Saké (pronounced: sah-keh), the classic alcoholic rice beverage often served with sushi, might have grown up in Japan but has found a second home in Oregon. Founded in 1993 as an importer, SakéOne, located in Forest Grove, became a leader in this move when they built their own brewery in 1998. The inspiration was simply, “To bring premium saké to the United States,” says SakéOne President, Steve Vuylsteke.

Forest Grove may, at first glance, seem like an unlikely place to bring a Japanese cultural gift to the states, but it has something special: water. This is not just any water. The Oregon Coastal Range forms a thriving aquifer that filters as much as 120 inches of annual rain through soils of sediment, sandstone, siltstone, igneous rock and basalt. The resulting water is low in iron and manganese which makes it ideal for the production of premium saké.

Saké production is a unique blend of wine and beer production methods, but made with a totally different base. It is brewed and fermented from rice, rather than other grains or grapes. Water, yeasts and Koji-kin (a magical mold which converts starch to sugar to induce fermentation and create alcohol) are the other essential ingredients.

Saké is produced in a brewery called a Kura and cared for by the Sakémaster, the Toji. Like wine grapes, there are thousands of varieties of rice, each one offering a distinctive expression to add character. At SakéOne’s Kura, they integrate time-honored techniques with modern technology to create a consistent and handcrafted product in several styles and flavors; from dry to sweet and from classic to flavor infused.

Guided by their sister company in Japan, Momokawa, and their master brewer (Toji), Yoshio Koizumi, SakéOne produces close to 100,000 cases per year of their brands Momokawa (traditional style), G (super-premium style) and Moonstone (flavored with pear, raspberry, plum or coconut lemongrass). They also import a distilled spirit, Tombo Shochu, and two brands of sake: Murai Family and Yoshinogawa.

As for serving suggestions, with the exception of the Peaceful River line, saké is usually best served cold in a white wine glass. Pairings? Saké isn’t just for Sushi anymore. “One message that we are working to get out is that saké is great with more than just sushi. Currently one of my favorite pairing is Organic Junmai Ginjo with BBQ,” says Vuylsteke.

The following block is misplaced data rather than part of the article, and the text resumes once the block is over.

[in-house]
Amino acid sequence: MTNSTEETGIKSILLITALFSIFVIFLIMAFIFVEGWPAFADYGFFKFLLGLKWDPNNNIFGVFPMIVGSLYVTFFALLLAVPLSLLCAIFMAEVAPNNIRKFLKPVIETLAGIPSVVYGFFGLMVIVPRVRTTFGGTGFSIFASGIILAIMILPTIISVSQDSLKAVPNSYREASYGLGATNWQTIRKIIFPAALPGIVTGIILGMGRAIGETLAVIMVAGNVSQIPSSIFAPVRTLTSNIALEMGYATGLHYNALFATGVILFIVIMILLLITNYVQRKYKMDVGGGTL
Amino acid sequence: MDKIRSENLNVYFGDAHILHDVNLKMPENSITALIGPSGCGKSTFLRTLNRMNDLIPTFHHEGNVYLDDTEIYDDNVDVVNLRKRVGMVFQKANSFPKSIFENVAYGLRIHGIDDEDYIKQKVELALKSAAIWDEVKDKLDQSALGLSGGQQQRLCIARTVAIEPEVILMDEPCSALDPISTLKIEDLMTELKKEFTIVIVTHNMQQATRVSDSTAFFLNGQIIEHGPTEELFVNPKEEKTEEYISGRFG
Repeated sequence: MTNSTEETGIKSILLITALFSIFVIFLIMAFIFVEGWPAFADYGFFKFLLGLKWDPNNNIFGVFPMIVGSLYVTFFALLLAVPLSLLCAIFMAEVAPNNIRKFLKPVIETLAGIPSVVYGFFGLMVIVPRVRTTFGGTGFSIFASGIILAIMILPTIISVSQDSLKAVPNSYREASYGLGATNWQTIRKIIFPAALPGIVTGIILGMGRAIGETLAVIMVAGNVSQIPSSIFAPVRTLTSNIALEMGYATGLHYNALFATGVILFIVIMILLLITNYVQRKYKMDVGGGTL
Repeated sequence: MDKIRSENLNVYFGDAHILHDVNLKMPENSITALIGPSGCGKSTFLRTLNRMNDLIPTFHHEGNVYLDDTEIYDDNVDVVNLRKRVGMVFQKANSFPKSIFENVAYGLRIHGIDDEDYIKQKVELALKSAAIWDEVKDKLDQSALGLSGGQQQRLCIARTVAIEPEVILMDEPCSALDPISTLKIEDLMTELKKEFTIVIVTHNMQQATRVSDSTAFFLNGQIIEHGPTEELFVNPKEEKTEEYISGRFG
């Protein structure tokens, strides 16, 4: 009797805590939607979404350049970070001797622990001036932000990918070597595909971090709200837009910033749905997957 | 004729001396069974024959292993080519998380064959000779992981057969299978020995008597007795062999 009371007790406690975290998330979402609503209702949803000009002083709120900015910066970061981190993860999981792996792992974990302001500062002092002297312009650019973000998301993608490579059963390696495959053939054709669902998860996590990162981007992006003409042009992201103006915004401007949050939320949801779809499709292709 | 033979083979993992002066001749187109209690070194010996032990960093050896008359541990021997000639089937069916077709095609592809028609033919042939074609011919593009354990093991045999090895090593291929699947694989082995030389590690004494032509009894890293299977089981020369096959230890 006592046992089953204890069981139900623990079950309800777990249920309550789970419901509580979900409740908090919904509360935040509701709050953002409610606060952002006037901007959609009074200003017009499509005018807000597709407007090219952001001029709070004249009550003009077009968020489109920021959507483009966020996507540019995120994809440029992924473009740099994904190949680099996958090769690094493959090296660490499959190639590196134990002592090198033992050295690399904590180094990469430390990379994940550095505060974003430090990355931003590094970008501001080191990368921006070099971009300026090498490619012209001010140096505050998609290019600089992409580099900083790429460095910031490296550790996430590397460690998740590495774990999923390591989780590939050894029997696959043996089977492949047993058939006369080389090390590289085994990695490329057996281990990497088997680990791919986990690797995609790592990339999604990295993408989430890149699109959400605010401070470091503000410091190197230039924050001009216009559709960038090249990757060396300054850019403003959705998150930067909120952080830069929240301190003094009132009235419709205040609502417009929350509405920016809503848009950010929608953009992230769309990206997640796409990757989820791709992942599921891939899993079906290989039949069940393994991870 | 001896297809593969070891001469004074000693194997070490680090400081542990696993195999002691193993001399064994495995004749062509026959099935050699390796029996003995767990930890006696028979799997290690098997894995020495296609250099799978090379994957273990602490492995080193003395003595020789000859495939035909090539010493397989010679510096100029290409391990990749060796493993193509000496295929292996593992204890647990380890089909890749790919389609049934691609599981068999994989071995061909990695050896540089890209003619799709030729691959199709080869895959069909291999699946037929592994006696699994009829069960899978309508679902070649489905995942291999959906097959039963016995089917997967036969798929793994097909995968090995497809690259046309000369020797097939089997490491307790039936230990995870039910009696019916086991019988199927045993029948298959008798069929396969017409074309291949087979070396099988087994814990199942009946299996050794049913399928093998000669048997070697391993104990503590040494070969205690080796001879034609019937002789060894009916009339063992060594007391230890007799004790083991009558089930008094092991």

Sakés also make a great addition to a mixologist’s tool belt. The flavors are delicious and gluten free, low in calories, and add flavor and body to traditional recipes. SakéOne has created a great pamphlet with lots of their drink ideas, as well as spirit specialists and beverage innovators such as Portland’s Lucy Brennan of Mint/820 and Certified Saké Sommelier, Chris Johnson of New York. Vuylsteke’s favorite drink?

 The Mojito Saketini

4oz Momokawa Organic Sake

1/2oz fresh lime juice

1 oz. frozen limeade

4-6 mint leaves

Club Soda

Muddle the mint with ice. Combine with lime juice, limeade, sake and serve on the rocks. Top with a splash of soda

Like many local wineries, SakéOne has a tasting room where curious visitors can increase their saké acumen as they settle into a pleasant environment with indoor space and alluring outdoor seating. They offer three different tasting options, ranging from just $3-$10, and tours are available daily at 1:00, 2:00 and 3:00 p.m. Tours take about 20 minutes and educate visitors on saké classifications and key styles, giving folks the opportunity to view everything from the bottling line to the brewing tanks.

 For those interested in learning more about mixing drinks with sake: on the third Saturday of each month, they offer Saketini Saturday, an exploration of saké and cocktail mixing.

Thanks to adventurous sommeliers, curious consumers and domestic producers, this classic rice adult beverage has taken on a fresh life here in Oregon, with an expanded resumé in new food pairings and as a mixer. Saké is a drink lover’s drink: seamlessly mixed in a cocktail or, for folks like me, perfect chilled in a glass to sip on with, well … pretty much anything, or nothing at all.

Jennifer Cossey
Contributing Writer | + posts